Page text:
determine if he needs emergency surgery.
KOSIK: He has been in a military hospital in Brazil under observation because of abdominal pains caused by hiccups. Presumably these are more
health complications stemming from that 2018 assassination. As we get more, we will bring it to you.
Let's go to a break and we'll be right back.
KOSIK: More now on our breaking news. Brazilian president Jair Bolsonaro is being transferred to a hospital in Sao Paulo for tests to determine if he
needs emergency surgery. Let's go straight to our Shasta Darlington, who is live for us in Sao Paulo.
Shasta, what's the latest?
SHASTA DARLINGTON, CNN INTERNATIONAL CORRESPONDENT: Well, Alison, that's right. This is an unexpected development. As you mentioned, he is being
transferred to this hospital in Sao Paulo. It is still not clear whether or not he will need surgery.
But we do know they found an intestinal obstruction. Bolsonaro will undergo additional tests to see what needs to be done next. He actually took to
Twitter to talk about what's going on, calling this latest health problem, quote, "one more challenge, a consequence of the assassination attempt in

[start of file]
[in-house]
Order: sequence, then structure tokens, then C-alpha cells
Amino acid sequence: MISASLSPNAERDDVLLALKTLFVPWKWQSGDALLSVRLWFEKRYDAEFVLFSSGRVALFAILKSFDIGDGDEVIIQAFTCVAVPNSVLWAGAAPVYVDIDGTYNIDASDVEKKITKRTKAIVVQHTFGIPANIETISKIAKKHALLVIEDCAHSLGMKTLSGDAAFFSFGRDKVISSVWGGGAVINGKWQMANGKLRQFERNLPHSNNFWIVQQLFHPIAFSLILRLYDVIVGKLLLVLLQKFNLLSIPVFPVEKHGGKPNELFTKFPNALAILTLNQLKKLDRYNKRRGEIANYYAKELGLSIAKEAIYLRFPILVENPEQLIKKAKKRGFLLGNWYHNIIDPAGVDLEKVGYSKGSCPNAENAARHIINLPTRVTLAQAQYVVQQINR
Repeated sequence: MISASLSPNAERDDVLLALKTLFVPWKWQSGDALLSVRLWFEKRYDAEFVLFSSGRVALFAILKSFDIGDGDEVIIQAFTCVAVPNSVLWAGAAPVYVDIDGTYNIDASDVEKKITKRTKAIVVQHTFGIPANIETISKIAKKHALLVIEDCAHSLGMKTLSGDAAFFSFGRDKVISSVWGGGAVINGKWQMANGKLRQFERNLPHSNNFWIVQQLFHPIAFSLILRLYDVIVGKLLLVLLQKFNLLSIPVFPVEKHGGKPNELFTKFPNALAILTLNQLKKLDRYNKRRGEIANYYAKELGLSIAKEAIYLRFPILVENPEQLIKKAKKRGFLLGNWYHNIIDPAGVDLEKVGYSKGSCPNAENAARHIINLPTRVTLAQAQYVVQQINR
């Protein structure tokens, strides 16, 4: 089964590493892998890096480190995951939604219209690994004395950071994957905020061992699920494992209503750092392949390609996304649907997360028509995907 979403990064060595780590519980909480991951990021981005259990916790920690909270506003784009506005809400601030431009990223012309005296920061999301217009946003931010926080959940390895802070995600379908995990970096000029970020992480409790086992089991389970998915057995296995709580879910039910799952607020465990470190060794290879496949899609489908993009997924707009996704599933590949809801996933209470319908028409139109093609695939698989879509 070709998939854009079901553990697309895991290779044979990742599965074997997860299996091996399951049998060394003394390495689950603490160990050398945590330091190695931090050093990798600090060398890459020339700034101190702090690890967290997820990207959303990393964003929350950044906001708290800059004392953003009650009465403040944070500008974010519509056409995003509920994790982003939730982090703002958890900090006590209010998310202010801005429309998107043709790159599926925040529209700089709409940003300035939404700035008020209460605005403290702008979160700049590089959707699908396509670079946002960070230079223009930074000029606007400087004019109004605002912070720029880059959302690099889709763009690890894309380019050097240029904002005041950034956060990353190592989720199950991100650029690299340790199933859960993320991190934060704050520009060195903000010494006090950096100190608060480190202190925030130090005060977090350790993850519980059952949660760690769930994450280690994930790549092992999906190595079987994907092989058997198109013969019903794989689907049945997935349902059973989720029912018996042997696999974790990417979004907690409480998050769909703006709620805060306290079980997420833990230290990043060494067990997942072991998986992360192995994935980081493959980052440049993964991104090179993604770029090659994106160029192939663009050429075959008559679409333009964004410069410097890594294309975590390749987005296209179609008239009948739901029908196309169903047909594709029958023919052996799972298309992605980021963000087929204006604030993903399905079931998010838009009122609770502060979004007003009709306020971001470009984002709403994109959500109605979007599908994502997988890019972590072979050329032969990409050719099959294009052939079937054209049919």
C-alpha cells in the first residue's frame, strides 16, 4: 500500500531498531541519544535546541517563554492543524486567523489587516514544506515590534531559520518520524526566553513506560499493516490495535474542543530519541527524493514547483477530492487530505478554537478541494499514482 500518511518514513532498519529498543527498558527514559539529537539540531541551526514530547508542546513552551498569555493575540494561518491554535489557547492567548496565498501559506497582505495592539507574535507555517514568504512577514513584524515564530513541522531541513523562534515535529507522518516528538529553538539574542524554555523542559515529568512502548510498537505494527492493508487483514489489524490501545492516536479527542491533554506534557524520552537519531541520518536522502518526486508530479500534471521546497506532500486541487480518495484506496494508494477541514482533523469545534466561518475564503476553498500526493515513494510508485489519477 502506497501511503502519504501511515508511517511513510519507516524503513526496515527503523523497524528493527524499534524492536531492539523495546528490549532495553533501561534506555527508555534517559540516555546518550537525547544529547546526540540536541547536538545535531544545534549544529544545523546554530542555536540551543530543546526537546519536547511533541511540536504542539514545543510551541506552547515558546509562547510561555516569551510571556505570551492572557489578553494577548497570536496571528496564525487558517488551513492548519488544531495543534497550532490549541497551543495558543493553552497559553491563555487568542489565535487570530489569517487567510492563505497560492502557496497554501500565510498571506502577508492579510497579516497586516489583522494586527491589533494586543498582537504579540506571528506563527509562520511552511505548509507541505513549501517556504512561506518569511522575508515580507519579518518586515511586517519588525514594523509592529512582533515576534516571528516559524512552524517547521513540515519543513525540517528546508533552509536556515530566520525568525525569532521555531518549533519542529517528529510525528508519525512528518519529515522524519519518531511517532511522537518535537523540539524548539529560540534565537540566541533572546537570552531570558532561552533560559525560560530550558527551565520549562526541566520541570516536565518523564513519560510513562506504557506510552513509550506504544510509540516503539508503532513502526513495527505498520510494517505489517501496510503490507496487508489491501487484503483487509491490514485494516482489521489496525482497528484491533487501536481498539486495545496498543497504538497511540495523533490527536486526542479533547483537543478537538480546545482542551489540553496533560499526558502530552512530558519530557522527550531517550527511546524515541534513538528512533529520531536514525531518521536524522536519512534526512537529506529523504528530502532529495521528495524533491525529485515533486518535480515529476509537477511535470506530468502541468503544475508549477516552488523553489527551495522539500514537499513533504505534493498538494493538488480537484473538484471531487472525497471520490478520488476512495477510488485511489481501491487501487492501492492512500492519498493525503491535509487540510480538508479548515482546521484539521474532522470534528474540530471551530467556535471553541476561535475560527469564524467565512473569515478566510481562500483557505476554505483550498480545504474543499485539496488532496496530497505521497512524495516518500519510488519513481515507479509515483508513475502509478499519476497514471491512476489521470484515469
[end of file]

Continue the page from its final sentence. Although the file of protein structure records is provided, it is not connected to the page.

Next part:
Of course, he's referring to a campaign rally back then, when he was stabbed in the abdomen. The attack happened while he was being carried on
the shoulders of a supporter. He was rushed to the hospital for emergency surgery at that time and he has since had numerous interventions to remove
a colostomy bag, unblock his intestine and for hernias.
In his tweet on Wednesday, he thanked supporters and urged them to stick by him. Bolsonaro was originally taken to a hospital in the capital of
Brasilia. This was so he could be under observation for 24 to 28 hours due to chronic hiccups and the abdominal pain that those were causing.
He underwent tests. He has apparently been suffering from these bouts of hiccups for more than a week. He complained about them during a live on
Facebook last Thursday, warning viewers he might not be able to express himself properly.
At that time he said it might be due to medications from dental implants. He is clearly now tying this to the assassination attempt in 2018, which